A Chilean television station has aired a video that shows Pope Francis defending a Santiago bishop whose opponents allege has covered up sexual abuse by a notorious pedophile priest.

In the video, shot in May and broadcast on Friday by Chilean TV channel Mega, Francis blames "leftists" for a campaign against the bishop of Osorno, Monsignor Juan Barros.

"Don't let yourselves be led by the noses, by the leftists who have plotted this," the pope says in the video, speaking to Chilean visitors at the Vatican. He noted that the allegations against Barros had been dismissed by a Chilean court.

Jaime Coiro, a deacon and former spokesman for the church in Chile, said on his Twitter account that he was there when the video was made and that Francis was speaking to him. He said the comments were recorded on an iPad by an Argentine standing nearby.

A spokeswoman for Mega told The Associated Press that it obtained the video from a confidential source on Friday.

The office of the Vatican's spokesman did not immediately respond to a request for comment on Sunday. But Francis' comments were in line with his past support of Barros.

In late March, the Vatican released a statement defending Barros, saying the Congregation for Bishops examined his candidacy for bishop "and did not find objective reasons to preclude the appointment."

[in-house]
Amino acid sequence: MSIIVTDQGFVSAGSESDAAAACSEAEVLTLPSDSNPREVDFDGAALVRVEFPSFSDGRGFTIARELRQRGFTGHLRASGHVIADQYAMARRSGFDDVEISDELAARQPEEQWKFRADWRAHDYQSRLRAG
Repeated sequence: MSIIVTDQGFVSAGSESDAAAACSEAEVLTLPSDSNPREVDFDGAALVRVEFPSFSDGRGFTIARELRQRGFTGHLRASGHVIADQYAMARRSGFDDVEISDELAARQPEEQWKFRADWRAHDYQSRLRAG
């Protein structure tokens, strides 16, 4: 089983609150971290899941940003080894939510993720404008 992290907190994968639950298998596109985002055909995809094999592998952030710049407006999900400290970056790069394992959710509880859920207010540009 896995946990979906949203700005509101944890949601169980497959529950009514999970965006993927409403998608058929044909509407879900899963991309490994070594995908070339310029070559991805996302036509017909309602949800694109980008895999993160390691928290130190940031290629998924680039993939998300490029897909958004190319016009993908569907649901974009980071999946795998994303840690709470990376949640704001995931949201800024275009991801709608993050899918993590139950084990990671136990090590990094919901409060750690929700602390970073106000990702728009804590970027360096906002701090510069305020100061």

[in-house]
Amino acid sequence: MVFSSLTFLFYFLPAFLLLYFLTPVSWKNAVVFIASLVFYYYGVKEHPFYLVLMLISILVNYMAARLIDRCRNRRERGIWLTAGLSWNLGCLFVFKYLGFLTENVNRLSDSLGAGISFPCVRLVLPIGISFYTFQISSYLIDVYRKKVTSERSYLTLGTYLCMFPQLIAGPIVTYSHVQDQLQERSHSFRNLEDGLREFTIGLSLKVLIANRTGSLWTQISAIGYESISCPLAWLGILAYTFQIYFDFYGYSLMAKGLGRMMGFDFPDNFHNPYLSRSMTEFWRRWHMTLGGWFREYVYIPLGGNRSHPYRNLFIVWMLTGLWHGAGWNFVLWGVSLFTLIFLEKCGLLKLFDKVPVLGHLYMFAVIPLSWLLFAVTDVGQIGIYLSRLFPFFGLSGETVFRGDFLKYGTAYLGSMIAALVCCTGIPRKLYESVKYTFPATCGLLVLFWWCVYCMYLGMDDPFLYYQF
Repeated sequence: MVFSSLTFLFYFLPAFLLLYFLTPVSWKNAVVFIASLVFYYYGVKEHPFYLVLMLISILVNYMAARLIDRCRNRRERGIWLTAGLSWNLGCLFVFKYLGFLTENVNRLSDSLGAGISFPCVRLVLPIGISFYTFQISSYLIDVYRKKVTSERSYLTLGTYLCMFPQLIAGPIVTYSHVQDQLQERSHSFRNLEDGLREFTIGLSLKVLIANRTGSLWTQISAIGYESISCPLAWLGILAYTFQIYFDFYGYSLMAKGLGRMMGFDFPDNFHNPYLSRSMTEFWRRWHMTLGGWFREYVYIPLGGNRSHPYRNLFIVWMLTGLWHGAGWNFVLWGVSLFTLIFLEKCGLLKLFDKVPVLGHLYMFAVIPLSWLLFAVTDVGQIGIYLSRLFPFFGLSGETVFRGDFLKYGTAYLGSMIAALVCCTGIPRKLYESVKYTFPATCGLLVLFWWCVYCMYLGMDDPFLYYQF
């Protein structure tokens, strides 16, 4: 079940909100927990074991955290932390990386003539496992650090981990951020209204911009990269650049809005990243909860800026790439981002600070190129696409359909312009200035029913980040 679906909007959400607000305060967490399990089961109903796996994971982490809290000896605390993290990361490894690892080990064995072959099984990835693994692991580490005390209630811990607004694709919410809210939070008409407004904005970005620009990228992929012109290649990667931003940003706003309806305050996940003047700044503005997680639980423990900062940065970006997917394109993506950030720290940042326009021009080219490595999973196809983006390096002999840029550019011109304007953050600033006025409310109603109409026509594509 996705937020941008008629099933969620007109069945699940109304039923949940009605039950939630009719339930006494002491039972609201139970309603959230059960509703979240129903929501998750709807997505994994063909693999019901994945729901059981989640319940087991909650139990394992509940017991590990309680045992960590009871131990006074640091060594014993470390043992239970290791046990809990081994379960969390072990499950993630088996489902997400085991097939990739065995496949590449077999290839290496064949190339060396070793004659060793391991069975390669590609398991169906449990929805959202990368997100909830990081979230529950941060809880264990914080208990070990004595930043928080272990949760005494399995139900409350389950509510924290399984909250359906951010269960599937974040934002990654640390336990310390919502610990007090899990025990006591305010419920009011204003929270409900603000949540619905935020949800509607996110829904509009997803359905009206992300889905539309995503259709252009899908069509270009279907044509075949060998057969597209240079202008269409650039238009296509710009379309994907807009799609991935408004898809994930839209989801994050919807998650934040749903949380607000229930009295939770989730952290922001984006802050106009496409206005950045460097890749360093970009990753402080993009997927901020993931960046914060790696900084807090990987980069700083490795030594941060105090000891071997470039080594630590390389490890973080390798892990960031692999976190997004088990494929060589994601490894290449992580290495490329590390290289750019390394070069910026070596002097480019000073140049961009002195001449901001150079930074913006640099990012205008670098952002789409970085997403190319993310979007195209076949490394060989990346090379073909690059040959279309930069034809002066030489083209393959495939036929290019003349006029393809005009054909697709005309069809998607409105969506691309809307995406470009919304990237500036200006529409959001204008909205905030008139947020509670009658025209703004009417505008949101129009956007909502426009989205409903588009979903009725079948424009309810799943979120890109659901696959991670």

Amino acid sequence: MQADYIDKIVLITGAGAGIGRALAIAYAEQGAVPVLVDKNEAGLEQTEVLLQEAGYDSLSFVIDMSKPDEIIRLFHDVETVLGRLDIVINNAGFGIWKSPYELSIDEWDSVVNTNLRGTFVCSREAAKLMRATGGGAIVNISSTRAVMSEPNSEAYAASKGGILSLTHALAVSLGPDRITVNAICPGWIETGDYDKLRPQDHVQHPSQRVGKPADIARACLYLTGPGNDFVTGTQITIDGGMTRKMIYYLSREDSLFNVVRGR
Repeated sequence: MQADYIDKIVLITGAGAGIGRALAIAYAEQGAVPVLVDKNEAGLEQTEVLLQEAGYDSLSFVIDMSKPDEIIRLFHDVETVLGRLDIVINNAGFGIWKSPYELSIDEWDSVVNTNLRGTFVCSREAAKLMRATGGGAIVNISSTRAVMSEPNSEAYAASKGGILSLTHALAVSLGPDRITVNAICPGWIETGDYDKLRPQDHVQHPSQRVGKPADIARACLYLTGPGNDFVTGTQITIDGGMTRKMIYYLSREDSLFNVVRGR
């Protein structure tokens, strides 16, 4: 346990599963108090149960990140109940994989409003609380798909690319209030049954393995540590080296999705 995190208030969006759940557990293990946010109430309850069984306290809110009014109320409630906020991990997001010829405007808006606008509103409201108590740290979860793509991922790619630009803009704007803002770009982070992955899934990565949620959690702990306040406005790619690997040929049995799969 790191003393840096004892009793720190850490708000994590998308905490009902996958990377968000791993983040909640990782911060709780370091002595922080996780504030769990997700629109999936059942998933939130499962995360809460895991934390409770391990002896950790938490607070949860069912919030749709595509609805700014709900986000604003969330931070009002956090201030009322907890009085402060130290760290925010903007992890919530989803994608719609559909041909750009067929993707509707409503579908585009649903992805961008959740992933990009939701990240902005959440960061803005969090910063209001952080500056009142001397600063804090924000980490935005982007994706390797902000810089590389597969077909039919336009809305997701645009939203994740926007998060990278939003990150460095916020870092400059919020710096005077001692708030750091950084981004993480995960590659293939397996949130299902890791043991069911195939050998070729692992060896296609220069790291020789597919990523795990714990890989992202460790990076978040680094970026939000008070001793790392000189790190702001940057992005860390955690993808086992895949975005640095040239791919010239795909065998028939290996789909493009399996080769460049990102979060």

The priest in question is Fernando Karadima, who was sanctioned in 2011 for sexually abusing teenagers. At least three of his alleged victims have said Barros knew about the abuse and was sometimes present when it took place. Barros has said he knew nothing about Karadima's wrongdoing.

The dispute has divided the Catholic community in Osorno, a city located 560 miles (900 kilometers) south of Santiago. Some churchgoers and priests in Osorno have protested Barros' appointment as bishop in March with marches and boycotts of his Masses.

"Osorno suffers for being stupid because it has not opened its heart to what God says," Francis said in the video.

Osorno Lay Movement member Juan Carlos Claret, who opposed Barros' appointment as bishop, said the comments showed the pope's "true face" on sexual abuse just as the church promises to prosecute clergy and bishops who fail to protect their flocks.

During his recent visit to Philadelphia, Francis met with five victims of child sexual abuse and told them he was "deeply sorry" for the times they came forward to tell their stories and weren't believed. He added that "clergy and bishops will be held accountable when they abuse or fail to protect children."